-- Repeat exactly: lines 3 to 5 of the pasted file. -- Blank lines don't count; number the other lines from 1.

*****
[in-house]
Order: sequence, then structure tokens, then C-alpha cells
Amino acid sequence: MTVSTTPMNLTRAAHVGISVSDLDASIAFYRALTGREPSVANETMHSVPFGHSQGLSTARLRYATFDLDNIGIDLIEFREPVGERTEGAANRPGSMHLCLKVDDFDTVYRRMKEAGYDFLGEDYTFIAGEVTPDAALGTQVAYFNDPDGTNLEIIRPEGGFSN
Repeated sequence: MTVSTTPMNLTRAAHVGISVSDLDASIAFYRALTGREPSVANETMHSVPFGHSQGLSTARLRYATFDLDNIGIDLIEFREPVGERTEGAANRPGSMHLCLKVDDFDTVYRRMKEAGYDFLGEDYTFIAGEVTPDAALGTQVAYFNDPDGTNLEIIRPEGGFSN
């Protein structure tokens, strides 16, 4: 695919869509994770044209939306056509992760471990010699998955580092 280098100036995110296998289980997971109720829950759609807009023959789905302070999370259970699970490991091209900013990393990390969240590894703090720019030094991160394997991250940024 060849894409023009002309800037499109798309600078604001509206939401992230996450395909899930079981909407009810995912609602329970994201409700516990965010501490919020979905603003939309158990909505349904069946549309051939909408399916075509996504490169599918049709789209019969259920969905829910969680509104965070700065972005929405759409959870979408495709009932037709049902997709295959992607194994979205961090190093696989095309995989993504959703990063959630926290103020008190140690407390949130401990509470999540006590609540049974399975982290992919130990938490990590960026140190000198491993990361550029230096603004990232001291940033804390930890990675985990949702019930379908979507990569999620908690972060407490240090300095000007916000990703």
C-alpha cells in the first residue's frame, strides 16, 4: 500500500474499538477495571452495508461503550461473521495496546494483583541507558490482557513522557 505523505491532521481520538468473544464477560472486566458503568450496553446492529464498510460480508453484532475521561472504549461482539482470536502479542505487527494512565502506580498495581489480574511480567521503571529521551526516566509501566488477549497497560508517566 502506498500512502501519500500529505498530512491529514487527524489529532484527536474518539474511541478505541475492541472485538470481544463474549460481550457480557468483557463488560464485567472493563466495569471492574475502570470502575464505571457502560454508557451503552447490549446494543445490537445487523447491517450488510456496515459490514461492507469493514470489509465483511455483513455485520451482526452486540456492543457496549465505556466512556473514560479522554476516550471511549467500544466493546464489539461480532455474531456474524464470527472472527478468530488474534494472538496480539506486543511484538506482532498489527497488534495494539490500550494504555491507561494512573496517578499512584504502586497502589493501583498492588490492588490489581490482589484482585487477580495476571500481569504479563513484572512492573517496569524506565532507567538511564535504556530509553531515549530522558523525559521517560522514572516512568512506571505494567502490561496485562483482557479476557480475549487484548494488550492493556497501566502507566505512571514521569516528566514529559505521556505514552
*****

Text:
Amino acid sequence: MTVSTTPMNLTRAAHVGISVSDLDASIAFYRALTGREPSVANETMHSVPFGHSQGLSTARLRYATFDLDNIGIDLIEFREPVGERTEGAANRPGSMHLCLKVDDFDTVYRRMKEAGYDFLGEDYTFIAGEVTPDAALGTQVAYFNDPDGTNLEIIRPEGGFSN
Repeated sequence: MTVSTTPMNLTRAAHVGISVSDLDASIAFYRALTGREPSVANETMHSVPFGHSQGLSTARLRYATFDLDNIGIDLIEFREPVGERTEGAANRPGSMHLCLKVDDFDTVYRRMKEAGYDFLGEDYTFIAGEVTPDAALGTQVAYFNDPDGTNLEIIRPEGGFSN
């Protein structure tokens, strides 16, 4: 695919869509994770044209939306056509992760471990010699998955580092 280098100036995110296998289980997971109720829950759609807009023959789905302070999370259970699970490991091209900013990393990390969240590894703090720019030094991160394997991250940024 060849894409023009002309800037499109798309600078604001509206939401992230996450395909899930079981909407009810995912609602329970994201409700516990965010501490919020979905603003939309158990909505349904069946549309051939909408399916075509996504490169599918049709789209019969259920969905829910969680509104965070700065972005929405759409959870979408495709009932037709049902997709295959992607194994979205961090190093696989095309995989993504959703990063959630926290103020008190140690407390949130401990509470999540006590609540049974399975982290992919130990938490990590960026140190000198491993990361550029230096603004990232001291940033804390930890990675985990949702019930379908979507990569999620908690972060407490240090300095000007916000990703």